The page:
I've been away for a while - for many reasons. One of which is that I was busy preparing a talk for CAST, and practicing it in a local meetup. I had a lot of fun, and I hope the audience enjoyed it as well. 
Another reason, which is also the reason for this blog post, is that my PC died. Or rather, my hard drive did: One day my computer works (sort of) fine, then the next I switch it on, just to get a nice message that it cannot find an operating system. Oh well, I created an Ubuntu disk and managed to get the computer past the problematic point, just to see that the hard drive is not recognized. Something there is messed up. 
Now, a short exercise for the readers: Close your eyes and imagine your main computer crashes in a similar way, or gets stolen or encrypted by a ransomware. Your backups and online data are intact. How much data have you lost? 
Eyes still open? You can close them now.
My guess is that your answer would be "not very much" - I imagine that while you managed to find an item or two, most of the data that you expect to be missing in such a case is probably backed up either on the nebulous "cloud" or on a physical external drive (sometimes connected to a secondary computer). 
For me, the case was very similar: I had a presentation I worked on for a small number of hours and  did not yet save to my google drive, but apart from that, I had almost everything backed up: music that I ripped from discs purchased ages ago and probably lost by now (some of them might still be buried in a drawer at my parents house), pictures I took at various trips. Most of the important documents can be found in my gmail, my games are in Steam\Origins and their save data too (or, if it isn't, it's not important for me), the software I had installed can be downloaded again and even most of my bookmarks are stored in Google servers after I once signed in to Chrome and before I could say Jack Robinson my bookmarks were synced (up until the point where I disabled that and logged out). All in all - not that bad, right?
Well, I I decided to not give up, and downloaded a piece of software called testDisk and maybe save myself the need to reconstruct the slides. Surprisingly, it worked. I then found that there were some other stuff I really didn't want to lose, but have not thought about. 
  • Do you remember all of the programs that are installed on your computer? After brosing through the folder structure with special care for "program files" folders I could list about 34 programs I wanted to install again (not including plugins for notepad++ or chrome).
  • %APPDATA% (and the Linux people will have to find the equivalent on their own) - Some programs are valuable not because of the functionality they have, but rather because of the data stored in them, I had a Hebrew calendar where some friends Hebrew birthdays were stored, and some of them I did not remember. I managed to get this back by restoring the relevant files from %APPDATA%. Same goes for chrome bookmarks, or ditto's database (where I keep some copied strings as a shortcut).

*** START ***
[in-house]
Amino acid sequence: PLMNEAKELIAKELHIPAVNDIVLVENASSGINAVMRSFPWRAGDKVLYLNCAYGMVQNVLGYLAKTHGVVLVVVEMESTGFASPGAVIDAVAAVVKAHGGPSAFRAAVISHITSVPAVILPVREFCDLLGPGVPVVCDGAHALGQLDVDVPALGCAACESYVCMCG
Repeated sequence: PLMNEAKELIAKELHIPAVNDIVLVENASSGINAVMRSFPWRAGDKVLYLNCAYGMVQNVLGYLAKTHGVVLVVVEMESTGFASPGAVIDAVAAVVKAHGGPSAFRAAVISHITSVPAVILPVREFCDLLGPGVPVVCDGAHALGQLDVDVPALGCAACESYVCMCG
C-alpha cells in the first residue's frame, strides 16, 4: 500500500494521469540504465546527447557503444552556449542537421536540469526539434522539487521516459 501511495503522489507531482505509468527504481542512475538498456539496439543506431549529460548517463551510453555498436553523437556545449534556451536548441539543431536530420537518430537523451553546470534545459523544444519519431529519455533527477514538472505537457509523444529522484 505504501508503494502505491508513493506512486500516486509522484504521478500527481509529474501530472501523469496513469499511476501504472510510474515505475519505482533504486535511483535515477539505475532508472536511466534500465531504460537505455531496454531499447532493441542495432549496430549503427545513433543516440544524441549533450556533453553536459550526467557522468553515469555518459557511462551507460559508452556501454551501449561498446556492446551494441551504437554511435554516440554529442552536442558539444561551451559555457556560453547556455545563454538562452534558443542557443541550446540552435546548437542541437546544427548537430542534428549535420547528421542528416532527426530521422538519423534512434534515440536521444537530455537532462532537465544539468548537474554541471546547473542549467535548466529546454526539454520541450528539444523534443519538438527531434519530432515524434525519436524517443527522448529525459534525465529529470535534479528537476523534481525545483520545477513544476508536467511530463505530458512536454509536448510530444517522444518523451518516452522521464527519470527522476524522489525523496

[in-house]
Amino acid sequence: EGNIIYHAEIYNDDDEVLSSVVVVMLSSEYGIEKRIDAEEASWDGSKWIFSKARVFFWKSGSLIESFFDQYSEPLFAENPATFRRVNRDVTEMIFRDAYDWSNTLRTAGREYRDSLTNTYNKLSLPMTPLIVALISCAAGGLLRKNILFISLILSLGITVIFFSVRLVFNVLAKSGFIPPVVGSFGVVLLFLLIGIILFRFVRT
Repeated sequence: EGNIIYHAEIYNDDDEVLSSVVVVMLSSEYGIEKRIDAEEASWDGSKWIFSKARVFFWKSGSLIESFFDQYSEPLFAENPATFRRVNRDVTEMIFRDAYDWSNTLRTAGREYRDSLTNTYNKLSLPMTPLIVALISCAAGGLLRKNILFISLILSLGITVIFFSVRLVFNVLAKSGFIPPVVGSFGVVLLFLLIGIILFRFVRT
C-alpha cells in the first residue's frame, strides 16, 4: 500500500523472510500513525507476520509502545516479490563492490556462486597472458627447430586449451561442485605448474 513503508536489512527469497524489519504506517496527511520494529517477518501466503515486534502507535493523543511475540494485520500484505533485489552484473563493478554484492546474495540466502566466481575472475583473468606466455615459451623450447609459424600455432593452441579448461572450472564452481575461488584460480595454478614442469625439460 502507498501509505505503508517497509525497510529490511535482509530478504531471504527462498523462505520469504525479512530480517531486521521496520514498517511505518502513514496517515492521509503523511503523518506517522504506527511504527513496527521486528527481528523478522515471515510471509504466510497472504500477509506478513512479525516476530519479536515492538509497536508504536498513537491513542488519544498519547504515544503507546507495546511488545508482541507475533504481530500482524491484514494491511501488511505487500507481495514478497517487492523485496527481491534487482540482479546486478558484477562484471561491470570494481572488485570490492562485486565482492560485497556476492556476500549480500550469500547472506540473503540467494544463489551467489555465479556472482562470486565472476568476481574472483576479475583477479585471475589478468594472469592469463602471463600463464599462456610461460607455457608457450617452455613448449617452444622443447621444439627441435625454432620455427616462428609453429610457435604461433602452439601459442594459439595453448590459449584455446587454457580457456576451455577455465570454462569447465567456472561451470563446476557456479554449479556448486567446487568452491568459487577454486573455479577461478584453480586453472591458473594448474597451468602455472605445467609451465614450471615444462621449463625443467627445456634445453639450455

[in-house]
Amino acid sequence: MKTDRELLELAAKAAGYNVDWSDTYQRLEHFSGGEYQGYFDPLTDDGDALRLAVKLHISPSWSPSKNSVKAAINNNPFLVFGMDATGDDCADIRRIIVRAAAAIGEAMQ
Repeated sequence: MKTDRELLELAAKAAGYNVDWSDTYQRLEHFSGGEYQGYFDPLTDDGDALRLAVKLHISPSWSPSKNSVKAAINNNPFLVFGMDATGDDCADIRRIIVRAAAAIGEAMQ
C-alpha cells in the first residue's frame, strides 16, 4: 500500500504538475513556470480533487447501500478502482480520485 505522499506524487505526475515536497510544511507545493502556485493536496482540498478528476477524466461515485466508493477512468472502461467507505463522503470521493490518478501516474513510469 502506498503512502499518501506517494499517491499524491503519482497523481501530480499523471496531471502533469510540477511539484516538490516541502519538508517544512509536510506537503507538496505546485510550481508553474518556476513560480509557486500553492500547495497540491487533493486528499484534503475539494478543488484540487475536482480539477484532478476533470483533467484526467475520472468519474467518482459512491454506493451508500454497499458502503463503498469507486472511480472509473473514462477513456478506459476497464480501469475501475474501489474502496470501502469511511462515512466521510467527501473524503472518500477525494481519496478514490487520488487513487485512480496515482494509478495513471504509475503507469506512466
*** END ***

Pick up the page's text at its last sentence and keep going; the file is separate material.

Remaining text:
• Speaking of that calendar, I encountered another problem - downloading it again was a bit challenging, as the official site is "under construction" for at least a couple of years (according to the wayback machine). Installation files are not what I would normally bother to backup. 
  • Stuff I left on the desktop - A plethora of tiny things that are nice to have handy - I have a folder with poems I took out of some of the poetry books I have, or received by mail, or found online - it is backed up, but I'm not certain how up to date is the backup. 
  • "My documents" - while most of the documents there can be forgotten, some of them are in the category of stuff I remember once in a blue moon and recall that I want to share some of it, or read again. My University notes are such thing, and some documents with sentimental value to me. 
  • Other folders directly under C:\  - I found there a folder with PDFs I bought or received over the years (most of them are RPG books, probably from a kickstarter). 
Now, for the 2nd part of the exercise - Go over those folders on your computer and think - "what would I like to keep and wasn't in my list?"

And now to the question I have for you - Do you know a tool that allows syncing a folder to my preferred backup? Updating backups manually is not a real option, and I would rather be able to click something and have all of those small things backed up for me.  I think I'll give cwRsync a chance.

Tuesday, April 17, 2018

קץ הבדיקות הידניות

Manual Testing - Finally dead

כן, שוב. 
עוד מאמר עם הכותרת הלעוסה הזו. ולא, זה לא מה שאתם מניחים. 
כמו שאפשר היה לשים לב כאן וכאן, אני מאוד לא מחבב את המונח "בדיקות ידניות". למרבה הצער, סתם לומר "אל תשתמשו במילה הזו" לא באמת פועל. אם נרצה ואם לא, המילים בהן השתמשנו עד כה יצרו תבניות מחשבה ודפוסי פעולה והיום יש אנשים שבודקים תוכנה על ידי כתיבת קוד באופן כמעט בלעדי, וכאלה שבודקים תוכנה ואינם כותבים קוד בכלל - בניגוד למה שטוענים בולטון ובאך, זה לא באמת אפקטיבי לקרוא לשני הדברים הללו באותו שם ("בדיקות"), כי אנשים תופסים את הפעילויות הללו כנפרדות. גם השימוש ב"מבחנים" (checks) לעומת "בדיקות" (testing) לא באמת תופס, כי אנשים שאינם מתחום בדיקות התוכנה רגילים להתייחס לכתיבת קוד כאל "כתיבת בדיקות", זאת נוסף על העובדה שתקלה במיתוג גרמה לכך שיותר מדי אנשים משתמשים בהפרדה הזו כדי לומר ש"מבחנים הם לא בדיקות" ולצמצם את החשיבות שלהם - שוב, למרות תיקונים חוזרים ונשנים מצד באך ובולטון (חמור יותר - התרגום של ההפרדה הזו לא עובד היטב בעברית, כי "לבדוק" זו מילה מקיפה פחות מאשר "לבחון" - אלא אם למישהו יש הצעות אינטואיטיביות יותר).